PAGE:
Former district attorney Lankster wants position back

Published 12:00 am Friday, February 6, 2004

“I have seen, within the last year or so, an increase in violent crime in Marengo County, particularly in terms of robberies of local retail stores,” said Barrown D. Lankster. “Many of these robberies lately involve our young people, and I think it is vitally important that we try to get to our young people prior to them getting into lawlessness.”

A former district attorney for the 17th Judicial Circuit of Alabama, Lankster has announced that he will run again for the position. He was elected as the first African-American District Attorney in 1992 and served six years in the position.

The 17th circuit includes Marengo, Sumter and Greene Counties.

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“When I was in the office of District Attorney, I was pro-active in terms of bringing to the various high schools in this circuit a Team Summit program which involved individuals from Mental Health, people from the Department of Human Resources, from the District Attorney’s office and people from Montgomery,” he said.

“We talked to our children about conflict resolution, anger management, saying no to drugs and crime and dealing with peer pressure.

“It is vitally important, I think, if we are going to look at trying to reduce crime to be pro-active and try and make a difference on the front end,” Lankster said. “We do that by trying to get to our juveniles and our youth.”

The youth have choices to make, he said, “that can mean the difference between a life in the penal system or a life in productivity.”

Lankster is proud to put himself forward as a role model for youth. “Young people need to know that they are a part of the process in the future in terms of serving on juries.

“Law enforcement is there to protect and preserve,” but people are also a part of the solution. “They are witnesses; they are the jurors. They play a vital part in the process.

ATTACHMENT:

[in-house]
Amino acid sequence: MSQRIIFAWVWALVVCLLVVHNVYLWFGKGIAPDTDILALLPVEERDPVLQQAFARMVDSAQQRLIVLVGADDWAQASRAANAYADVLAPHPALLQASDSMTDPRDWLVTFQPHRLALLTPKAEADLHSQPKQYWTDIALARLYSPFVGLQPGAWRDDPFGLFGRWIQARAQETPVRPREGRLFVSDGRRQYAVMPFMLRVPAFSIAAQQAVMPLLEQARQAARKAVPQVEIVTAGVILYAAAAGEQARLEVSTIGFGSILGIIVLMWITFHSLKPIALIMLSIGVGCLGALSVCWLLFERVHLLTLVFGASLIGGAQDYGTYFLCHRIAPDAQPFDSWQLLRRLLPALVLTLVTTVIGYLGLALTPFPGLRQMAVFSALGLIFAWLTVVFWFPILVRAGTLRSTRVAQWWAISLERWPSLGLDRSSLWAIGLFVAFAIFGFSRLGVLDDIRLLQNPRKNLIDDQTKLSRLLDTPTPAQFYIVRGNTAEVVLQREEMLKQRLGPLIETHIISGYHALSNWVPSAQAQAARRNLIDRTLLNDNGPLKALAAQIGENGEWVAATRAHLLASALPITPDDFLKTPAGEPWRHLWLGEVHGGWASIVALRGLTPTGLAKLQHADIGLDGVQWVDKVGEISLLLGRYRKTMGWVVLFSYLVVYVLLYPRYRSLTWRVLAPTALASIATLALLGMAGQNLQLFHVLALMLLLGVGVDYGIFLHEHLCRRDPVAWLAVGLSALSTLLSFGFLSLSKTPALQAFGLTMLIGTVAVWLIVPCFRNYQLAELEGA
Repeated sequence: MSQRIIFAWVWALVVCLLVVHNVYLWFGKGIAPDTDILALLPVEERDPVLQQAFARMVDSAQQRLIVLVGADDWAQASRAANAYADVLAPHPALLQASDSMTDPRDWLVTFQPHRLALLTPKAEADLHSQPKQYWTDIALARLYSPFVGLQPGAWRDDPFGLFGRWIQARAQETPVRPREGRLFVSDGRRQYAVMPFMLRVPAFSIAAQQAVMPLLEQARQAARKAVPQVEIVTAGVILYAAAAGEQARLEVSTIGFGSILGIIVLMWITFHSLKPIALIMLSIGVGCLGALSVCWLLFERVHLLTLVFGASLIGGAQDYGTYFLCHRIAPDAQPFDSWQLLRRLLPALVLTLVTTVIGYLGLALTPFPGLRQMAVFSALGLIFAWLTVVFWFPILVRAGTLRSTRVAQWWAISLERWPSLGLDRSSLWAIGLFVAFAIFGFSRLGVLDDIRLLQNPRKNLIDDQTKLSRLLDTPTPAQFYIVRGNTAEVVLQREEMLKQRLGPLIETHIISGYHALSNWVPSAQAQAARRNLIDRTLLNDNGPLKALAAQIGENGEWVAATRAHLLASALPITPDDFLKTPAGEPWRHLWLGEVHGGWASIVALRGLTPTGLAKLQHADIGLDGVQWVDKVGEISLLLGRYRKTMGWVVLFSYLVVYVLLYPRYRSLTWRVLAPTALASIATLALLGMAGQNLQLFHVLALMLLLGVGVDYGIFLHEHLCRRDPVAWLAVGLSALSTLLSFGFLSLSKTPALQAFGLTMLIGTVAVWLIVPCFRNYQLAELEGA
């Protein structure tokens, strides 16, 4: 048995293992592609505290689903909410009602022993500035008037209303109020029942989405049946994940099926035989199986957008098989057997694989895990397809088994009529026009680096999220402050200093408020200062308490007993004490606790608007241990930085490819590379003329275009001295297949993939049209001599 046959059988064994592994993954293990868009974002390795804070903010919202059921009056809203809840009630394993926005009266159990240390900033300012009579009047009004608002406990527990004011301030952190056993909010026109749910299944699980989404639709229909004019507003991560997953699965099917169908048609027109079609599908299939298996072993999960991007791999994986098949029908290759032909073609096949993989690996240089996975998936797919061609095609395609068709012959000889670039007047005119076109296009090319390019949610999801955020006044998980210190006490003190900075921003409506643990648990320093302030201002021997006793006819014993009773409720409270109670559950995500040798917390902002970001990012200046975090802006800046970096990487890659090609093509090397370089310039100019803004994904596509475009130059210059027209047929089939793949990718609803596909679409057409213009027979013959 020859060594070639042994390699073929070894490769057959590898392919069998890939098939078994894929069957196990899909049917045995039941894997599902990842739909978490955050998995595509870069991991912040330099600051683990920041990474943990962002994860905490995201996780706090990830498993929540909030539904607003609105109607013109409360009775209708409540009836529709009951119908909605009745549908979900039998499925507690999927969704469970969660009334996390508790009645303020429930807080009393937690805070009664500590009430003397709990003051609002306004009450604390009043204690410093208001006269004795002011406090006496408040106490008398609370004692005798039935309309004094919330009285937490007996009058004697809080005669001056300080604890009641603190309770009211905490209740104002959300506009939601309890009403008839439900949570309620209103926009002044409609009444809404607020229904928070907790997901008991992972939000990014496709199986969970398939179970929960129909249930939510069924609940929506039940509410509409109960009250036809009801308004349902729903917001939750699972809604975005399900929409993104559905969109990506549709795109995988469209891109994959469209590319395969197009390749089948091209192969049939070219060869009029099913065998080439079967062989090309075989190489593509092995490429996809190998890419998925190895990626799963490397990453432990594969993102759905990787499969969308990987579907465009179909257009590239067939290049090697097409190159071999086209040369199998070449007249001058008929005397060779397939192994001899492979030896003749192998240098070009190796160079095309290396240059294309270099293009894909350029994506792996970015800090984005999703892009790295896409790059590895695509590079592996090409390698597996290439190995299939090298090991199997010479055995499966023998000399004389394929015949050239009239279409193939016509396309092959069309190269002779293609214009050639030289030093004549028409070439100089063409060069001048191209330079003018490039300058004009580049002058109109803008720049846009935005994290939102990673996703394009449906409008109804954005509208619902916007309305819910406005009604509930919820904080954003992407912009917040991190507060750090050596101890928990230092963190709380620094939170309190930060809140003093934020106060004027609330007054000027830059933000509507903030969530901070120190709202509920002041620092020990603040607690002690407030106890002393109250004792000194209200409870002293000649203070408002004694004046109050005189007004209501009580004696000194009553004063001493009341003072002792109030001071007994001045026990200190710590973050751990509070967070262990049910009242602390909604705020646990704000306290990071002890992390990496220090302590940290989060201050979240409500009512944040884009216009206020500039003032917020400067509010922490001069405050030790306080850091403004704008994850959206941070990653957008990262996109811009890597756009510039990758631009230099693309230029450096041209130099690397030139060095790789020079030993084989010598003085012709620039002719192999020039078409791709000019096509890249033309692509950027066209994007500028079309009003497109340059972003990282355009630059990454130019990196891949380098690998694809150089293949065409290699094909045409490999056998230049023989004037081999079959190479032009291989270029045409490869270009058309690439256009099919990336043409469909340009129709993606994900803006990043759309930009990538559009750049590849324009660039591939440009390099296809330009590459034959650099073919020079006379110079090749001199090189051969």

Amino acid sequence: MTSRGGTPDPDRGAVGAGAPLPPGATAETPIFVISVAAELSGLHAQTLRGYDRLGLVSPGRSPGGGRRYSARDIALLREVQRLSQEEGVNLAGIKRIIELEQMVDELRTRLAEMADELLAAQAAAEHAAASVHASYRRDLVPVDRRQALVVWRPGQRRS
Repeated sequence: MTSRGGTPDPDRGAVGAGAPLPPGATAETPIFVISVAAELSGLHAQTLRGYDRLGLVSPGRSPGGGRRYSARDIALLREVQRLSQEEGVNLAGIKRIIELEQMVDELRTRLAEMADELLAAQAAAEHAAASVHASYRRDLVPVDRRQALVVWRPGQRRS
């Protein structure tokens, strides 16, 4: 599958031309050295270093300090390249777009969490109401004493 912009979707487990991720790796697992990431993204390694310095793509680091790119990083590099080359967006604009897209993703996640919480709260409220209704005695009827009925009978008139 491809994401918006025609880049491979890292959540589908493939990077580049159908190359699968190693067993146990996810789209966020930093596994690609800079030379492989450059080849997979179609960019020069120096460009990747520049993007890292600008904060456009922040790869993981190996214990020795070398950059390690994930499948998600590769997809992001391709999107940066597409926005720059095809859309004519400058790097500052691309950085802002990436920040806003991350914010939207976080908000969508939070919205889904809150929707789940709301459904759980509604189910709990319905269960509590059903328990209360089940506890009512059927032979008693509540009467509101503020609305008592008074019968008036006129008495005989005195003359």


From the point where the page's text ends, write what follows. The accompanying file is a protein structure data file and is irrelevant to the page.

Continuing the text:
“…People need to feel that they are free to be forthcoming in terms of telling who the suspects are, telling what they know, and basically in a sense, policing their own communities,” he said.

“…I have a passion for prosecution,” Lankster said. “I have devoted nearly 20 years of my professional career in prosecution at one level or the other.”

He started off in Birmingham as an assistant city attorney in Night Court then he went to the Fourth Judicial Circuit and served more than 10 years as assistant district attorney.

“There is a passion for representing victims,” he said. “There is a passion for trying to make certain that we have justice in our court system.”

A native of Linden, he began private practice in Demopolis in 1980. Lankster has served as county attorney for Sumter and Greene Counties as presently serves as county attorney for Hale County.

“I am very much involved in the trial of various cases,” he said. “We tried very serious criminal cases while I was district attorney. I think we were firm, were fair….We plan to continue that.”

How would he deal with the problem of repeat offenders that frustrate law enforcement? “These individuals probably constitute more than half of the cases that we see in criminal court,” Lankster said. “The recidivism rate is alarming.

“Those individuals who are repeat offenders need to be dealt with quite harshly so that we can remove this element from those who want to be law abiding. I don’t think there is any other way that we can deal with this other than being harsh and being tough.

“Especially when it comes to domestic violence, (it) involves a cycle of violence,” he said, “where you have a spouse who is dependent on another spouse. That person is almost force to stay in a relationship for sustenance….It’s about power and control.

“A lot of times domestic violence involves alcoholism, perhaps drug addiction. It’s vitally important that we be tough on those who involve themselves in a repeat way.”

Lankster feels he can make a difference. “The only way you can solve a problem is to get involved,” he said. “…You have to be willing to be persistent and consistent in terms of the kinds of cases that we see on a regular basis.

“Each case is different. Each case has a different victim, people who are hurt, people who are in pain. We have to treat each individually and don’t consider it as being part of an assembly line process.”

Election day is June 1.